Want Career Stability? Look to Infrastructure, says Tameika Reed, founder of Women in Linux
In this episode of The New Stack Makers podcast, we are joined by Tameika Reed, whose day gig is as a senior infrastructure engineer at Expansia, a company providing full-spectrum services for IT migration and integration. After 16 years in infrastructure, she got tired of not seeing anyone like her. So she decided to be the change she wanted to see in the world and founded Women In Linux. This group provides free on-line training in the wide variety of ways in which Linux is used, along with job boards and career advice.
Within 30 minutes of the decision to found Women in Linux, Reed’s friend had her set up with an LLC, started the paperwork to become a non-profit and set up the Women in Linux Meetup page. The goal of the group is to introduce infrastructure newbies to Linux and other tech useful for those looking at infrastructure careers. Most of her talks are very technical.
“We talk about getting women and under-represented minorities into tech,” Reed said, “but those conversations revolve around teaching women to code. They’re missing out on a huge market with cloud, security in general, embedded Linux.” Along the way she started dispensing career advice during her meetups and manages a job board.
There’s a whole other world out there that needs diverse perspectives as well, Reed said. And as more and more jobs are being lost to automation, there will always be a need for people in infrastructure.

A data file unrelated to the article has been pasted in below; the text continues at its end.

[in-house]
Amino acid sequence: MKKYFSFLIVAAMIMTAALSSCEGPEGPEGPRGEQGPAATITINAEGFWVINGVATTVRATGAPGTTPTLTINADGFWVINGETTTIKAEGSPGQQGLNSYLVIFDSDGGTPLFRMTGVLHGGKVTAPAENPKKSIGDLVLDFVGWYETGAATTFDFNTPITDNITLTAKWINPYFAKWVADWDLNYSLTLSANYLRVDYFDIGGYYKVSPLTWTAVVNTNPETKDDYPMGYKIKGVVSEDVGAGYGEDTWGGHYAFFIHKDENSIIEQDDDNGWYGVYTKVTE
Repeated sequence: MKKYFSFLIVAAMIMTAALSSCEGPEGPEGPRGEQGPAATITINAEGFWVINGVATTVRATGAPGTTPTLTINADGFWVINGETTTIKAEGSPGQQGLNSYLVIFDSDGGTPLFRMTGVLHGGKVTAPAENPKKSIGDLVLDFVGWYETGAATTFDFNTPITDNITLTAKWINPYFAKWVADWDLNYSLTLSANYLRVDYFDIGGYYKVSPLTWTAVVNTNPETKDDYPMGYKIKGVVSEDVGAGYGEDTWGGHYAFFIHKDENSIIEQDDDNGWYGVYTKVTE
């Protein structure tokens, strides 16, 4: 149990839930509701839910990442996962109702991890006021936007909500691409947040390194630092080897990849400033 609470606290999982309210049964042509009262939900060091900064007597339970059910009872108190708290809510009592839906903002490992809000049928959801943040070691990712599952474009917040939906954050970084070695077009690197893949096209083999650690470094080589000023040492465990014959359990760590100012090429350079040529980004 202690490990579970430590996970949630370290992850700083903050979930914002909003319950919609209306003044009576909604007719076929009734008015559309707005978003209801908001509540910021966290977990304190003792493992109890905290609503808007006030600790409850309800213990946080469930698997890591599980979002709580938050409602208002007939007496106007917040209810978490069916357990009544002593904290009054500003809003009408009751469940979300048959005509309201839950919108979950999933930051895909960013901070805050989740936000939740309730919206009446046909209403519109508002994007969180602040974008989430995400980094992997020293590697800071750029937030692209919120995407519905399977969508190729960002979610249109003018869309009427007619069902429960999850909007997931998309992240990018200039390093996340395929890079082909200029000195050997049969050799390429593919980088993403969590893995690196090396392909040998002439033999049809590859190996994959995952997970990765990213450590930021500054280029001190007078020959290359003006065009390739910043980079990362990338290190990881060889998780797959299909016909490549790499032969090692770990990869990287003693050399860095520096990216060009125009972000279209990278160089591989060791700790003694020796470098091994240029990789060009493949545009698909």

Her own journey is inspiring. She started as a college dropout, knowing nothing about computers, but once she figured out the basics, she taught herself the Microsoft Office suite, then got curious about what was behind it all. She bought books, taught herself, and eventually went back to college to get a degree in computer engineering, all the while building up her portfolio by documenting the projects she created and what she learned along the way.
She credits her success to becoming comfortable with failure. “Indulging in it,” she said. “Realize you’re not going to be an expert at it, and overcome those feelings.” Failure is inevitable, so it’s about how you manage the anxiety of failure that predicts success.
Reed has been approached by people while wearing her Woman in Linux t-shirt, asking if she could help find engineers who know Linux, most notably by a couple of guys who make infotainment centers and security modules for boats.
Listen in to find out more of Reed’s story, how she started learning Linux on a $72 Compaq Presario, and how she sparked a 7-year old’s interest in Linux using a BB-8 robot.
This week, Women in Linux will hold a live virtual meetup at OSCON Meetup in Portland.
In this Edition:
1:07: Exploring Reed’s personal journey in technology.
8:08: Dealing with the concept of failure in tech.
11:53: The creation of Women in Linux.
17:39: Training leaders how to deal with teams, and internal conflict within a team.
22:54: Exploring the goal of Women in Linux: Get exposure to as much tech as you can, as early as you can.
26:35: Is a shift to infrastructure needed to ensure career security?